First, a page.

Alito: Personal Views Not A Factor

Judge Samuel Alito, President Bush's nominee to join the Supreme Court, arrives for a meeting with Sen. Saxby Chambliss, R-Ga., in his Capitol Hill office in Washington, Tuesday, Nov. 15, 2005.
Supreme Court nominee Samuel Alito, who expressed strong opposition to abortion rights two decades ago, pledged Friday that his personal views on the subject "would not be a factor" in his rulings, the chairman of the Senate Judiciary Committee said.

Sen. Arlen Specter, R-Pa., said Alito had told him in a private meeting that "with respect to his personal views on a woman's right to choose ... that is not a matter to be considered in the deliberation on a constitutional issue of a woman's right to choose. The judicial role is entirely different."

As a young government lawyer opposed to abortion rights, Alito argued for a legal strategy of chipping away at the landmark Supreme Court ruling rather than mounting an all-out assault likely to inflict a defeat on the Reagan administration, according to documents released Wednesday.

"No one seriously believes that the court is about to overrule Roe v. Wade," the current Supreme Court nominee wrote in an internal Justice Department memo on May 30, 1985. Referring to a high court decision to review two abortion-related cases at the time, he asked, "What can be made of this opportunity to advance the goals of bringing about the eventual overruling ... and in the meantime, of mitigating its effects."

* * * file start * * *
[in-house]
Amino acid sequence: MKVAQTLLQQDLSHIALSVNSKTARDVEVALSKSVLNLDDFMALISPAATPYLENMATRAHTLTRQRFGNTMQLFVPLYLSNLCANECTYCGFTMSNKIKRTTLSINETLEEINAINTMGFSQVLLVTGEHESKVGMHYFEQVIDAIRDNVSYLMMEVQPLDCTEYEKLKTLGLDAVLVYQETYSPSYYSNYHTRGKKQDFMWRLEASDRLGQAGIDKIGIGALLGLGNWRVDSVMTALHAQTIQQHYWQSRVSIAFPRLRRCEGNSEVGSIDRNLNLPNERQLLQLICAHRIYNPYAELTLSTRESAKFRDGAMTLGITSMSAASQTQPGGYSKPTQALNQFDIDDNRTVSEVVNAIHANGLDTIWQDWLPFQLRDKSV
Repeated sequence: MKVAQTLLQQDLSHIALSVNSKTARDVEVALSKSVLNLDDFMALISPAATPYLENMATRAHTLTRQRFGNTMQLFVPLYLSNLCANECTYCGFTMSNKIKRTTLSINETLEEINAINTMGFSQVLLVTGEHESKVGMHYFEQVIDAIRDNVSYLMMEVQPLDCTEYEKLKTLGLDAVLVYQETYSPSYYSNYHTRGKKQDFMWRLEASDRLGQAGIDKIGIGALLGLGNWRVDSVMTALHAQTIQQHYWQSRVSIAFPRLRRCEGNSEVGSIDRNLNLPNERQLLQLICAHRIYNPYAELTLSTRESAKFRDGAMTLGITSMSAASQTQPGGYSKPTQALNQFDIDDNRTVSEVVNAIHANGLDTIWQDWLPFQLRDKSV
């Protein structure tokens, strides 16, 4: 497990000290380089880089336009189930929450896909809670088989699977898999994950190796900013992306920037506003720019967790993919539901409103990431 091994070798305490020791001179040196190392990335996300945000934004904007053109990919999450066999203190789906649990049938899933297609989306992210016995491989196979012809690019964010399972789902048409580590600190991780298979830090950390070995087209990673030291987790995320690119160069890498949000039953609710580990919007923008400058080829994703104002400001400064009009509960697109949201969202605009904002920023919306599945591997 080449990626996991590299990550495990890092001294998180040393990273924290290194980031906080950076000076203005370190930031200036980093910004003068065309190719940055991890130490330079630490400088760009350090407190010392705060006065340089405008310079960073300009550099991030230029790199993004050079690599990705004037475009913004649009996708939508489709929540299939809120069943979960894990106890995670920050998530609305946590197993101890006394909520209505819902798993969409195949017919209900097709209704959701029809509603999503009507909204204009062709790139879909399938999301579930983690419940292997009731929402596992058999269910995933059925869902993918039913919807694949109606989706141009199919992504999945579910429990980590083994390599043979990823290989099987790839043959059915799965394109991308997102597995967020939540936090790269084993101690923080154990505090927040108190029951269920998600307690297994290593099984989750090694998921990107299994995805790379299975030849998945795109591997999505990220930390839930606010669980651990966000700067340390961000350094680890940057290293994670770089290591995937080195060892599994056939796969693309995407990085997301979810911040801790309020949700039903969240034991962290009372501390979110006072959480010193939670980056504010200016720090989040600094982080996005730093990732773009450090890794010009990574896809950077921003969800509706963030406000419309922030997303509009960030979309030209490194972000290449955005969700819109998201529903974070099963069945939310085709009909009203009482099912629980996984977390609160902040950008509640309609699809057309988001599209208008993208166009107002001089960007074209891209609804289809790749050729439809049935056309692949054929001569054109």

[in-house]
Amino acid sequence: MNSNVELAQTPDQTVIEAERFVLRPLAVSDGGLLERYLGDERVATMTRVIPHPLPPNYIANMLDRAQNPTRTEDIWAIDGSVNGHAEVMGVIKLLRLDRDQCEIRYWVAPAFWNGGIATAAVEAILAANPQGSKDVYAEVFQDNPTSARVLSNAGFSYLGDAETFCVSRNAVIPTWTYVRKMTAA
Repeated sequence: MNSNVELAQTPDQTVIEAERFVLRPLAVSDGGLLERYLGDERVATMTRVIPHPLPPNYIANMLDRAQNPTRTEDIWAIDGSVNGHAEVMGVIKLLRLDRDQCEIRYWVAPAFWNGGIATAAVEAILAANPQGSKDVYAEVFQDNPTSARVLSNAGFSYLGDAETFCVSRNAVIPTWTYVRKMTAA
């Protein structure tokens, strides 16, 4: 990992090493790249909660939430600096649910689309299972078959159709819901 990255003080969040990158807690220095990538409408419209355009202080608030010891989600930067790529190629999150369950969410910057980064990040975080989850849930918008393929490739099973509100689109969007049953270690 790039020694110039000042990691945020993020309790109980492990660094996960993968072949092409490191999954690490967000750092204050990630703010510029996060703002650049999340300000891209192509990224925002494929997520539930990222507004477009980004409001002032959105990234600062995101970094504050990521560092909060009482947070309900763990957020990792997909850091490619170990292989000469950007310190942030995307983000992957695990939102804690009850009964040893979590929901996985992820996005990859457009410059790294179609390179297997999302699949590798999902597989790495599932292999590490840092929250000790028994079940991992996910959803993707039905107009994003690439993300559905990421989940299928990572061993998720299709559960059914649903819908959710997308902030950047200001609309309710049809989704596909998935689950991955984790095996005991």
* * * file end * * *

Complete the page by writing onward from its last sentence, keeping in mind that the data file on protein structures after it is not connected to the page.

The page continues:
The memo was among several hundred pages of documents dating from Alito's 1981-1987 tenure in the Justice Department, released on the day the Supreme Court heard arguments in an abortion case for the first time in five years.

CBS News legal analyst Andrew Cohen says the memo is "a rare and invaluable look at how one future candidate for the court disagreed with Supreme Court precedent and how he schemed either to get around that precedent or convince the court to do away with it altogether.

"It certainly won't derail the Alito nomination but it won't make it easier, either," said Cohen.

The argument before the justices Wednesday concerned the validity of a New Hampshire law that requires a parent to be told before a daughter ends her pregnancy — roughly the type of case that Alito was writing about two decades ago when he urged the administration to seek small victories in its legal battle against abortion.

While no ruling in the current case is expected for months, the case will provide the first indication of Chief Justice John Roberts' views on abortion cases, and possibly a last word from Justice Sandra Day O'Connor. She has been the swing vote in the past on rulings that upheld abortion rights, and Alito's nomination as her replacement has raised the stakes for his confirmation battle.

Even if Alito was confirmed and there was a vote regarding Roe v. Wade, the Supreme Court would still be one vote short of the necessary five to overturn the landmark ruling, reports CBS News analyst Jan Crawford Greenburg.

"But it does appear this newly constituted court would be more willing to allow regulations and limitations on the abortion right," she said.